"Well,sir,thishungryworldmustbefedbytheUnitedStatesforthenextten
years,andIhaveanideathattheRanchoPalomarcanpullitselfoutofthehole
withbeefcattle.Myfatherhasalwaysraisedshort-legged,long-hornedscrubs,
descendants of the old Mexican breeds, and there is no money in that sort of
stock.IfIcaninducehimtoturntheranchovertome,I'lltrytoraisesufficient
money to buy a couple of car-loads of pure-bred Hereford bulls and grade up
that scrub stock; in four or five years I'll have steers that will weigh eighteen
hundredtotwothousandpoundsonthehoof,insteadofthelittleeight-hundredpoundersthathaveswindledusforahundredyears."
"Howmanyheadofcattlecanyourunonyourranch?"
"About ten thousand—one to every ten acres. If I could develop water for
irrigationintheSanGregoriovalley,Icouldraisealfalfaandlot-feedacoupleof
thousandmore."
"Whatistheranchworth?"
"About eight per acre is the average price of good cattle-range nowadays.


Withplentyofwaterforirrigation,thevalley-landwouldbeworthfivehundred
dollarsanacre.It'sasrichascream,andwillgrowanything—withwater."
"Well,Ihopeyourdadtakesabackseatandgivesyouafreehand,Farrel.I
thinkyou'llmakegoodwithhalfachance."
"Ifeelthatwayalso,"Farrelrepliedseriously.
"Areyougoingsouthto-night?"
"Oh, no. Indeed not! I don't want to go home in the dark, sir." The captain
was puzzled. "Because I love my California, and I haven't seen her for two
years,"Farrelreplied,totheother'sunspokenquery."It'sbeensofoggysincewe
landedinSanFranciscoI'vehadahardjobmakingmywayroundthePresidio.
ButifItaketheeight-o'clocktraintomorrowmorning,I'llrunoutofthefog-belt
in forty-five minutes and be in the sunshine for the remainder of the journey.
Yes,byJupiter—andfortheremainderofmylife!"
"Youwanttofeastyoureyesonthecountryside,eh?"
"Ido.It'sApril,andIwanttoseetheSalinasvalleywithitsoaks;Iwantto
seethebench-landswiththegrape-vinesjustbudding;Iwanttoseesomebaldfaced cows clinging to the Santa Barbara hillsides, and I want to meet some
fellowonthetrainwhospeaksthelanguageofmytribe."
"Farrel,you'reallIrish.You'reromanticandpoetical,andyoufeelthecallof
kindtokind.That'sdistinctlyaCeltictrait."
"Quiénsabe?ButIhaveagreat yearning tospeakSpanishwithsomebody.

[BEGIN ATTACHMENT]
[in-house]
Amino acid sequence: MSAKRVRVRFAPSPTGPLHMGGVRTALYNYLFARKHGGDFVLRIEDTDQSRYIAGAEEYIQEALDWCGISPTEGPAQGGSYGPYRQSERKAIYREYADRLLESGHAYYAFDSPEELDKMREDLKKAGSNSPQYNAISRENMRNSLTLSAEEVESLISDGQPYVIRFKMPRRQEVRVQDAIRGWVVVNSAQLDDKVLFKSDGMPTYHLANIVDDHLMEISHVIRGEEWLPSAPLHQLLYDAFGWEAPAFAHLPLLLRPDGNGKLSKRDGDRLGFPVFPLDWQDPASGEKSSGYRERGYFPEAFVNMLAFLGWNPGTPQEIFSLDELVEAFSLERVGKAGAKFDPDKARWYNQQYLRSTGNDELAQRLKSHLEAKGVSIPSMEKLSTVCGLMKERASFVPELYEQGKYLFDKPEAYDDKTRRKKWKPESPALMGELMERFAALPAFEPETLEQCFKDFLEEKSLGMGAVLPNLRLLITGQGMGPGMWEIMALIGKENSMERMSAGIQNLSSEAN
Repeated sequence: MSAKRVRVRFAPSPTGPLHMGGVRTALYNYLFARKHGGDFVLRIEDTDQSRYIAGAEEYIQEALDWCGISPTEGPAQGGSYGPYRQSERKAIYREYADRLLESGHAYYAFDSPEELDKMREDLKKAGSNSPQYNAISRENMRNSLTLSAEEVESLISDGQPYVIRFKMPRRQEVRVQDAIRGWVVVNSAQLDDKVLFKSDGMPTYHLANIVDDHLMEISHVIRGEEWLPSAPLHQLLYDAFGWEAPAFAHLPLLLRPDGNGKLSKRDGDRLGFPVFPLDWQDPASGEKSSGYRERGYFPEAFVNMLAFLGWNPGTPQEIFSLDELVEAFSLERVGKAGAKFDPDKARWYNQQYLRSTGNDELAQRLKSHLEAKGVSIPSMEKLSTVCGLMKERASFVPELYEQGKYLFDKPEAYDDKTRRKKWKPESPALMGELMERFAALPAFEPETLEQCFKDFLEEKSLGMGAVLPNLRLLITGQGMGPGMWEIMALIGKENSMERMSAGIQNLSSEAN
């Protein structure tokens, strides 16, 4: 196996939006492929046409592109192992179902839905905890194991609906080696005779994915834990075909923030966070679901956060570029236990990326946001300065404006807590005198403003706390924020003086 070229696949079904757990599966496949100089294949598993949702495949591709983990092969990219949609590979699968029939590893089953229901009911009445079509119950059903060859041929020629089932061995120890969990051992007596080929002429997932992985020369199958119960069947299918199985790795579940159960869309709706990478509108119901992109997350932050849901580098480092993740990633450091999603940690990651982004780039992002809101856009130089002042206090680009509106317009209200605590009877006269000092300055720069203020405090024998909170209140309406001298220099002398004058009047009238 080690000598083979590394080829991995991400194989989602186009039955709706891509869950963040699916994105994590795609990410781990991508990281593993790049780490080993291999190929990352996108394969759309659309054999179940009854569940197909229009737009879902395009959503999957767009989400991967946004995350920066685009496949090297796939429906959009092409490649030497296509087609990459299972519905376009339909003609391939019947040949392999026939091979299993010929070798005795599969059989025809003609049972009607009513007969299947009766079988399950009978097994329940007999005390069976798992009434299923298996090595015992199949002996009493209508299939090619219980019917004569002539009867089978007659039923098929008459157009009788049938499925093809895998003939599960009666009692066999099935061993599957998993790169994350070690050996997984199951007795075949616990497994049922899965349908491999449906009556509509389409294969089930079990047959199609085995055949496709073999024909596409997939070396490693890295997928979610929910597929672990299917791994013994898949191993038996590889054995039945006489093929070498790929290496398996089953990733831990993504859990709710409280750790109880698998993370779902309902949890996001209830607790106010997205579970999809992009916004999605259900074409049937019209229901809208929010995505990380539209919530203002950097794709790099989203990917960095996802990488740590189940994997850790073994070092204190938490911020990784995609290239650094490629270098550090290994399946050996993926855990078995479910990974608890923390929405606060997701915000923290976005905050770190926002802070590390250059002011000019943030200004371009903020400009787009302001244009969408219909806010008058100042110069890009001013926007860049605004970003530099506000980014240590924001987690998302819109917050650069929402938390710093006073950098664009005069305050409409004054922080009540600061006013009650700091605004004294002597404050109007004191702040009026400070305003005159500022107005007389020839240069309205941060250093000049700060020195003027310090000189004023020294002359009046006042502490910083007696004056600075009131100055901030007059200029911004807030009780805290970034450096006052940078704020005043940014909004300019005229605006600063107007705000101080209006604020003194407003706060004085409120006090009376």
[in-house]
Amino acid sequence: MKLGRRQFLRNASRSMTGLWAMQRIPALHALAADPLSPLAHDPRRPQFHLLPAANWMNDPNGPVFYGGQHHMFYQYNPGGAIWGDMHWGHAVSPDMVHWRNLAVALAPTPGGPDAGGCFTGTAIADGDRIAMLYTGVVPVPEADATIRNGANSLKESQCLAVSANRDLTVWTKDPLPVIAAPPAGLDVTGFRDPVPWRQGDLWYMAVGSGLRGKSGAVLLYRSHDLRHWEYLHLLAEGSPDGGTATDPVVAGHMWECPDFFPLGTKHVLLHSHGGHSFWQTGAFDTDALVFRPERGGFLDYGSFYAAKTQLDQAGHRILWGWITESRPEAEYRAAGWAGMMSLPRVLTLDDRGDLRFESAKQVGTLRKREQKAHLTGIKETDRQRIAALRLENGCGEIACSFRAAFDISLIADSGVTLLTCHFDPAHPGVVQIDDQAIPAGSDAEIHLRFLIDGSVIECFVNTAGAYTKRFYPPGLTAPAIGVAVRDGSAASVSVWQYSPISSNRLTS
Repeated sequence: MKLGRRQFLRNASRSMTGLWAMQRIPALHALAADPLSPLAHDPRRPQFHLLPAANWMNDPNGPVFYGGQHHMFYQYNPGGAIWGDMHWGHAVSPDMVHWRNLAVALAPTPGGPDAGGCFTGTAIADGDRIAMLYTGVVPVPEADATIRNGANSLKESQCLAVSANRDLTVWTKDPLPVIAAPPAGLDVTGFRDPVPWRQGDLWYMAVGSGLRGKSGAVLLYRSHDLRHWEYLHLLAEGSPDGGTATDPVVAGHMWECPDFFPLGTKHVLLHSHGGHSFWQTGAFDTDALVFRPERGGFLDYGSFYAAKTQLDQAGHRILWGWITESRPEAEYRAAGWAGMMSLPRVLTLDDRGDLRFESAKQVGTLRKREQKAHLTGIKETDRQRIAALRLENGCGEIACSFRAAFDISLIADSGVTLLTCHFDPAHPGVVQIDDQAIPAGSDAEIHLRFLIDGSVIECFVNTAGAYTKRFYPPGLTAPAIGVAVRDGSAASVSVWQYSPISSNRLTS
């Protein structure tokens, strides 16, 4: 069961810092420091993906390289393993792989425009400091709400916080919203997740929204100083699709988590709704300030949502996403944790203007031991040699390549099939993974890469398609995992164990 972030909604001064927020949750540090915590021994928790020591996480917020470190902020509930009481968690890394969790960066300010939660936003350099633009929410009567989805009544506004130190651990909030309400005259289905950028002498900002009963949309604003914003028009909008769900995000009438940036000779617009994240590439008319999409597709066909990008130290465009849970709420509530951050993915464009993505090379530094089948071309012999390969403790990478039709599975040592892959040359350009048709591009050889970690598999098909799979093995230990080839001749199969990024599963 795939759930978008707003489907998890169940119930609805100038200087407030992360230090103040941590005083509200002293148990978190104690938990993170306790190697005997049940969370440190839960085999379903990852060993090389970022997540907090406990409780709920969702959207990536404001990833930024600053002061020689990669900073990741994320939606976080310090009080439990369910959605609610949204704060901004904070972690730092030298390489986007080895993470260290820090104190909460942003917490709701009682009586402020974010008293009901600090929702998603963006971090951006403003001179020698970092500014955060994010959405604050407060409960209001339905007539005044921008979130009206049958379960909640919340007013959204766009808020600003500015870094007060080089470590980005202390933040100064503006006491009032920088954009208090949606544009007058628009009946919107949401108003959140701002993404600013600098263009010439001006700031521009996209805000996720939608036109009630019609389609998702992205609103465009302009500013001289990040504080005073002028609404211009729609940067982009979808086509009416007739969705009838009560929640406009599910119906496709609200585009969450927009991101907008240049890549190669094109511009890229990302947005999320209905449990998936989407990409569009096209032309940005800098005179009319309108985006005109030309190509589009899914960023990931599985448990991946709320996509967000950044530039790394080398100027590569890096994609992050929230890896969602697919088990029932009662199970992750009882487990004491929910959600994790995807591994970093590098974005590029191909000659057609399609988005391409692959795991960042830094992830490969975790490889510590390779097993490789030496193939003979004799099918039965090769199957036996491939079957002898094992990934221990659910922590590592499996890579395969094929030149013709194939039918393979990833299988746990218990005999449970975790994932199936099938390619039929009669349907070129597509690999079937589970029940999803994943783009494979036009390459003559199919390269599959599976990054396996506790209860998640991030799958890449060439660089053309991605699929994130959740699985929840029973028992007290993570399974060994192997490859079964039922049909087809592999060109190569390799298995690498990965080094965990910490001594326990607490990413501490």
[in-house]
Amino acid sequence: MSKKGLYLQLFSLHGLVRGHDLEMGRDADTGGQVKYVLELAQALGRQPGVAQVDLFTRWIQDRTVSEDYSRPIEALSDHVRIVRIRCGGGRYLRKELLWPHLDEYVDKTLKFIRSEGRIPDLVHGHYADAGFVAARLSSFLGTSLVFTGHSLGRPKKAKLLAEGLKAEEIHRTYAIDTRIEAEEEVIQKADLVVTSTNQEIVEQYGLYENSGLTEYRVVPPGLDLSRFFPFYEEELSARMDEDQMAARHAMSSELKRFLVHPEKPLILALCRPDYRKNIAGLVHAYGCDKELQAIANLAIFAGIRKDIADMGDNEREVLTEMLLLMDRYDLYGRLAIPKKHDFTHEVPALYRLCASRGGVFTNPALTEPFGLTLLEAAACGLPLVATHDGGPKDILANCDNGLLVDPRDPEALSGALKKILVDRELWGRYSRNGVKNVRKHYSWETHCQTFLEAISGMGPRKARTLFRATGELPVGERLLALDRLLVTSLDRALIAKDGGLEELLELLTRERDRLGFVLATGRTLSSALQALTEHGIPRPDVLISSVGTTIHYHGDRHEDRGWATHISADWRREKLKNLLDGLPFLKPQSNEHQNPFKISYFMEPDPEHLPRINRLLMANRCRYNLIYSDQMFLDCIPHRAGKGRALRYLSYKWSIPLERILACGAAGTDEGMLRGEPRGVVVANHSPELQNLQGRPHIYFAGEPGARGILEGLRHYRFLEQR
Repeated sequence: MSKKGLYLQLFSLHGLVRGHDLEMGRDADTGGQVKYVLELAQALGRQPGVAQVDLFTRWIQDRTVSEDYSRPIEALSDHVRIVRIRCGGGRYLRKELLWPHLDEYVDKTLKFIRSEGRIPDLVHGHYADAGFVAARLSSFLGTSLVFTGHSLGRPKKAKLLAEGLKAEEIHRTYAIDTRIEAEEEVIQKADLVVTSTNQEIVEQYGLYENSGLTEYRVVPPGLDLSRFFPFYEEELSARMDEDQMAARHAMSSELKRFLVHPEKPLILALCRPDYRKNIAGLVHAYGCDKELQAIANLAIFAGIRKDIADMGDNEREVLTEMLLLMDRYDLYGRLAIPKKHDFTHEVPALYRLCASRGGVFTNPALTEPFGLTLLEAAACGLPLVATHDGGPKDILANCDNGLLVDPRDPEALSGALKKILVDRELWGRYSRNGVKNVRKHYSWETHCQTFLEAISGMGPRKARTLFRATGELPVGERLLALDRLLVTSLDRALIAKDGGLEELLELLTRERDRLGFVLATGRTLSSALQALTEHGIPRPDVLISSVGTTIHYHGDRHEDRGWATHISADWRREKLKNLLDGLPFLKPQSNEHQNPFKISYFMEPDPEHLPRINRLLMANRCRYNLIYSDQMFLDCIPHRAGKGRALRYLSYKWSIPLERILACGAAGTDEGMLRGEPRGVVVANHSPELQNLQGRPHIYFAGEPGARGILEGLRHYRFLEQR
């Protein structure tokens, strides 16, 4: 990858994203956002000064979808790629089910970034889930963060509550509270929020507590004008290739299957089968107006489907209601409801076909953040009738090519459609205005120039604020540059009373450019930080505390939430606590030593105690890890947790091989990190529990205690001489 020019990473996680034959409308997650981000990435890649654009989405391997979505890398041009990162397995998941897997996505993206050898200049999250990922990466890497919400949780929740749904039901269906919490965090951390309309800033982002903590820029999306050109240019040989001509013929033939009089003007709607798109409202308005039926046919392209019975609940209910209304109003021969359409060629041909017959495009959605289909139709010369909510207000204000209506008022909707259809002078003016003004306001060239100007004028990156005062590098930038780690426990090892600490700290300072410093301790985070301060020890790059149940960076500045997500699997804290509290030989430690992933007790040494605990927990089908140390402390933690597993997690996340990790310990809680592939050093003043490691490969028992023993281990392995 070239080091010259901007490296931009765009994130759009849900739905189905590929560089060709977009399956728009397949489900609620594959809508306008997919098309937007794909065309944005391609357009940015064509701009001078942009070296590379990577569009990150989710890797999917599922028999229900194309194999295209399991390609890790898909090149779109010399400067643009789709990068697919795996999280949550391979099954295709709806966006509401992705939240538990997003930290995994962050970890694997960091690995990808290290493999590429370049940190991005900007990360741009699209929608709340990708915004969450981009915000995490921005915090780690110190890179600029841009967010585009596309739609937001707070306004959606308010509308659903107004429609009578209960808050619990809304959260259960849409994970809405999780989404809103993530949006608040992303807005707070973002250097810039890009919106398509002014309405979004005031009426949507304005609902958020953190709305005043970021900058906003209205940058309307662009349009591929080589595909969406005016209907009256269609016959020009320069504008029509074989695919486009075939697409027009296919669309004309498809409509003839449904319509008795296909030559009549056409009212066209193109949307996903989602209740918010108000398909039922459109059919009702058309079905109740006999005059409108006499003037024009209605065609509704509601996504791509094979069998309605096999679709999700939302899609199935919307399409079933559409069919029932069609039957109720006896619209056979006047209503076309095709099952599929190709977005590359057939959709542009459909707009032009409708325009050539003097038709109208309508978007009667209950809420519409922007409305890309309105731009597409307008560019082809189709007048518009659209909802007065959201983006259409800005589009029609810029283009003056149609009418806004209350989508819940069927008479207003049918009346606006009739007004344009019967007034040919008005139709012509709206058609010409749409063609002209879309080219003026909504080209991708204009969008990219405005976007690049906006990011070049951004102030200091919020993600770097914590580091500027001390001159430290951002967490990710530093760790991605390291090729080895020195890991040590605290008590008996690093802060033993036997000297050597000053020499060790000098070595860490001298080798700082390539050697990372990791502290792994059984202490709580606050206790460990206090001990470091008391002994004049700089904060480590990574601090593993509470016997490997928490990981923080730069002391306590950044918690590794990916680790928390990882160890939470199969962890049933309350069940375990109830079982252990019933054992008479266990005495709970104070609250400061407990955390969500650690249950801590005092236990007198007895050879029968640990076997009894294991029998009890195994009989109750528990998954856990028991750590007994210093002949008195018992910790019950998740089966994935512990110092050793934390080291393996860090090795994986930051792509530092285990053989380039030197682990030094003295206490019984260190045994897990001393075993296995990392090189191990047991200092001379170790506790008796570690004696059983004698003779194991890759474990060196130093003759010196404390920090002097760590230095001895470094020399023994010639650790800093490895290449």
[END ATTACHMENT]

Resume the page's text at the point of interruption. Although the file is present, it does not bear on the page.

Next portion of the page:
It'smymothertongue."
"Theremustbeanotherreason,"thecaptainbanteredhim."Surethereisn'ta
girlsomewherealongtherightofwayandyouarefearful,ifyoutakethenighttrain,thattheportermayfailtowakenyouintimetowavetoherasyougoby
herstation?"
Farrelshookhishead.
"There'sanotherreason,butthatisn'tit.Captain,haven'tyoubeenvisualizing
everylittledetailofyourhome-coming?"


"You forget, Farrel, that I'm a regular-army man, and we poor devils get
accustomed to being uprooted. I've learned not to build castles in Spain, and I
neverbelieveI'mgoingtogetaleaveuntiltheoldmanhandsmetheorder.Even
then,I'malwaysfearfulofanorderrecallingit."
"You're missing a lot of happiness, sir. Why, I really believe I've had more
fun out of the anticipation of my home-coming than I may get out of the
realization.I'veplannedeverydetailformonths,and,ifanythingslips,I'mliable
tositrightdownandbawllikeakid."
"Let's listen to your plan of operations, Farrel," the captain suggested. "I'll
neverhaveonemyself,inallprobability,butI'mchildenoughtowanttolisten
toyours."
"Well,inthefirstplace,Ihaven'tcommunicatedwithmyfathersincelanding
here. He doesn't know I'm back in California, and I do not want him to know
untilIdropinonhim."
"Andyourmother,Farrel?"'
"DiedwhenIwasalittlechap.Nobrothersorsisters.Well,ifIhadwritten
him or wired him when I first arrived, he would have had a week of the most
damnable suspense, because, owing to the uncertainty of the exact date of our
demobilization, I could not have informed him of the exact time of my arrival
home. Consequently, he'd have had old Carolina, our cook, dishing up nightly
fearfulquantitiesofthesortofgrubIwasraisedon.Andthatwouldbewasteful.
Also,he'dsitunderthecatalpatreeoutsidethewesternwallofthehaciendaand
nevertakehiseyesoffthehighwayfromElToroorthetrailfromSespe.And
everynightafterthesunhadsetandI'dfailedtoshowup,he'dgotobedheavyhearted.Suspenseishardonanoldman,sir."
"Onyoungmen,too.Goon."
"Well, I'll drop off the train to-morrow afternoon about four o'clock at a
lonelylittleflag-stationcalledSespe.AfterthetrainleavesSespe,itrunssouthwest for almost twenty miles to the coast, and turns south to El Toro. Nearly
everybodyenterstheSanGregoriofromElToro,but,viatheshort-cuttrailfrom
Sespe,Icanhikeithomeinthreehoursandarriveabsolutelyunannouncedand
unheralded.


"Now, as I pop up over the mile-high ridge back of Sespe, I'll be looking